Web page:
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Review ArticleOpen Access

Biomedical Implications of SARS COV 2 Infection in Context of Chronic Hepatic Diseases Volume 53- Issue 2

D Munteanu1*, A Vlase2*±, R Ciorap3*, MI Ungureanu4*±, G Statescu5*±, B Anton6* and LI Pertea7*

  • 1Medicine I Department, Faculty of Medicine, “Grigore T. Popa” University of Medicine and Pharmacy, 700115 Iasi, Romania
  • 2Surgery Department II, Faculty of Medicine, “Grigore T. Popa” University of Medicine and Pharmacy, 700115 Iasi, Romania
  • 3Biomedical Sciences Department, Faculty of Medical Bioengineering, “Grigore T. Popa” University of Medicine and Pharmacy, 700115 Iasi, Romania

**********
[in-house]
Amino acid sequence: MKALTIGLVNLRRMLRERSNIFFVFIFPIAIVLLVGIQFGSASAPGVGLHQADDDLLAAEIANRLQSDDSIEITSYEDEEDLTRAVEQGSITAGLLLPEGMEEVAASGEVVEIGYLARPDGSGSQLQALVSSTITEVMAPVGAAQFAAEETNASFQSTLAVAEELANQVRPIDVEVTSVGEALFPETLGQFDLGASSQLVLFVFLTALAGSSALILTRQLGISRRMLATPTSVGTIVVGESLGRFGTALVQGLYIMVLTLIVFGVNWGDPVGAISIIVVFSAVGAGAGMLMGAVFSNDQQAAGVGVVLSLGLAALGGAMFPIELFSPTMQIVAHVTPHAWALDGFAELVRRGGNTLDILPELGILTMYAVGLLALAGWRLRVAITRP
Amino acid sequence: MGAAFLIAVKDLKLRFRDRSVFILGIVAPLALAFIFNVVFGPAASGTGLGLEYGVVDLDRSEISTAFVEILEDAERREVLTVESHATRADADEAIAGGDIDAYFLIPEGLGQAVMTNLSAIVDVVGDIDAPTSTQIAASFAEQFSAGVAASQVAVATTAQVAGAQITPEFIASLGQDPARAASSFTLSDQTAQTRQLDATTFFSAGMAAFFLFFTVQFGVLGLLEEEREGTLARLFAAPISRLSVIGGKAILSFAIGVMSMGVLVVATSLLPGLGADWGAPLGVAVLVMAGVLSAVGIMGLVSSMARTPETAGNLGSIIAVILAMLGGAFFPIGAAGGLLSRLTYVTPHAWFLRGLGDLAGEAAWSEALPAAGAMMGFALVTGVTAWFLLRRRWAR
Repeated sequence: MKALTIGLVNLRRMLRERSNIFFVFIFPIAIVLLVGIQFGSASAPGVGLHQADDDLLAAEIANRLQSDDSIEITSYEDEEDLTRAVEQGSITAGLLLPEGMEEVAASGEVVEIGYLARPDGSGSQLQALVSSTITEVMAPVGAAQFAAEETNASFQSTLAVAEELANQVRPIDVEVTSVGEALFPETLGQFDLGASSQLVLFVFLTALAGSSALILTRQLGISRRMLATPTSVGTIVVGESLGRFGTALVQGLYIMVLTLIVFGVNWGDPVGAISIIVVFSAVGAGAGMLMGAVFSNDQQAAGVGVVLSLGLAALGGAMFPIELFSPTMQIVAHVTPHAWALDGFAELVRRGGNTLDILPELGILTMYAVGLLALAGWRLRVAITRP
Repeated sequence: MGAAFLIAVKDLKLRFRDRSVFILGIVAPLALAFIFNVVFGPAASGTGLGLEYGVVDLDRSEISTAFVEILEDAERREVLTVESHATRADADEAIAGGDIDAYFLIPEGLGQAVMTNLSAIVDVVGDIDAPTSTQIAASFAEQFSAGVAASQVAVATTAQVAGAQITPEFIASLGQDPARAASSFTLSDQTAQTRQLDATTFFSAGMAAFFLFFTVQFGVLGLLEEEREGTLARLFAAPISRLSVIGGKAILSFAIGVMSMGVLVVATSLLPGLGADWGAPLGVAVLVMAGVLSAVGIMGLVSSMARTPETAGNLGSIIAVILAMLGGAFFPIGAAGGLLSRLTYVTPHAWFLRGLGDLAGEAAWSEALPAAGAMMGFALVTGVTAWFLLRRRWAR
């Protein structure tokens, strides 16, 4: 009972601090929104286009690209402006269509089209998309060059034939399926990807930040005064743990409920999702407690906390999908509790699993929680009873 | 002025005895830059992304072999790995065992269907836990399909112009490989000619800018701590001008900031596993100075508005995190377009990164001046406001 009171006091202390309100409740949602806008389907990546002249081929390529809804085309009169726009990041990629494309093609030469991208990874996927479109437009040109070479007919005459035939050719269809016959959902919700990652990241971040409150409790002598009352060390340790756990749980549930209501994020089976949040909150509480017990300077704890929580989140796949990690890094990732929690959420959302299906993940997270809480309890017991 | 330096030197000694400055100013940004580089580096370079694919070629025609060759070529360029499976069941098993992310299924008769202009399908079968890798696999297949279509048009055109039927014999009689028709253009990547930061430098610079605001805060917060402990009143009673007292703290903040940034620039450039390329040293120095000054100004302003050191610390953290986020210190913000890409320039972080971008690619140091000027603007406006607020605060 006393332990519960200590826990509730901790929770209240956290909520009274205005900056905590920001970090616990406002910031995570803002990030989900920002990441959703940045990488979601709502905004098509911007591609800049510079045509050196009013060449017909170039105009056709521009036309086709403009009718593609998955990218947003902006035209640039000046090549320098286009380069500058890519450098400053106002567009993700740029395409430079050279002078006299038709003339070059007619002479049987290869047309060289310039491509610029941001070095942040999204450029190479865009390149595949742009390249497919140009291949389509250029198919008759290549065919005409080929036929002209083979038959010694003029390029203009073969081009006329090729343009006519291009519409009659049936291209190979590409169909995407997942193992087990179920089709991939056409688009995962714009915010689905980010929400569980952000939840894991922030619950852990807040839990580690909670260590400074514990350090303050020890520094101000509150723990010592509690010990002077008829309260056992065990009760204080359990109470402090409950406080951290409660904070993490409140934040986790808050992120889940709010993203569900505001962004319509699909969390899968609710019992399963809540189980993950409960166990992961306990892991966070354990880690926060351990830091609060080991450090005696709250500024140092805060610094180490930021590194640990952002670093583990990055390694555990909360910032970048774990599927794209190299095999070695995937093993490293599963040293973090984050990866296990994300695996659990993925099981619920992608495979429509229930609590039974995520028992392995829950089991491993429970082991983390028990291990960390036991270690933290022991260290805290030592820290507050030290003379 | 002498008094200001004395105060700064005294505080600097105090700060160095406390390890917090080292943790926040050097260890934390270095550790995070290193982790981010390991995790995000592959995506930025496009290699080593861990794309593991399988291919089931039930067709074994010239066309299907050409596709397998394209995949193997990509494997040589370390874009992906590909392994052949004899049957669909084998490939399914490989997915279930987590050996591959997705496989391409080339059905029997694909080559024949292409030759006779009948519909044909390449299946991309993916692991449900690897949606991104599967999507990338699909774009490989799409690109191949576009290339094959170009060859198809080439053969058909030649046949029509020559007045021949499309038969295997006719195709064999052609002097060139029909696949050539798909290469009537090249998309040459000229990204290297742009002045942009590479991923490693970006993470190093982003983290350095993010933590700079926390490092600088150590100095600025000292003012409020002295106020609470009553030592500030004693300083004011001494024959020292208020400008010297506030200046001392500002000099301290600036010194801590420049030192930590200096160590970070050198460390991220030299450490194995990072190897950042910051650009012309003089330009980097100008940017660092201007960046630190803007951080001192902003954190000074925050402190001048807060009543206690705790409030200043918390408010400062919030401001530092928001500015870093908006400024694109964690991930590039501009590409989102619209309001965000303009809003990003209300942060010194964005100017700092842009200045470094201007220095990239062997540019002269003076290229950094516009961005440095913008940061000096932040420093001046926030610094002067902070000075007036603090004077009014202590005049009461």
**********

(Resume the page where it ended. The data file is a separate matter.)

• 4Morpho-functional Sciences II Department, Faculty of Medicine, “Grigore T. Popa” University of Medicine and Pharmacy, 700115 Iasi, Romania
  • 5Morpho-functional Sciences I Department, Faculty of Medicine, “Grigore T. Popa” University of Medicine and Pharmacy, 700115 Iasi, Romania
  • 6Preventive and interdisciplinary Department, Faculty of Medicine, “Grigore T. Popa” University of Medicine and Pharmacy, 700115 Iasi, Romania
  • 7Pediatrics Department, “Grigore T. Popa” University of Medicine and Pharmacy, 700115 Iasi, Romania
  • #All the authors are quality as first author

Received: October 04, 2023;   Published: October 12, 2023

*Corresponding author: D Munteanu, Medicine I Department, Faculty of Medicine, “Grigore T. Popa” University of Medicine and Pharmacy, 700115 Iasi, Romania

DOI: 10.26717/BJSTR.2023.53.008375

Abstract PDF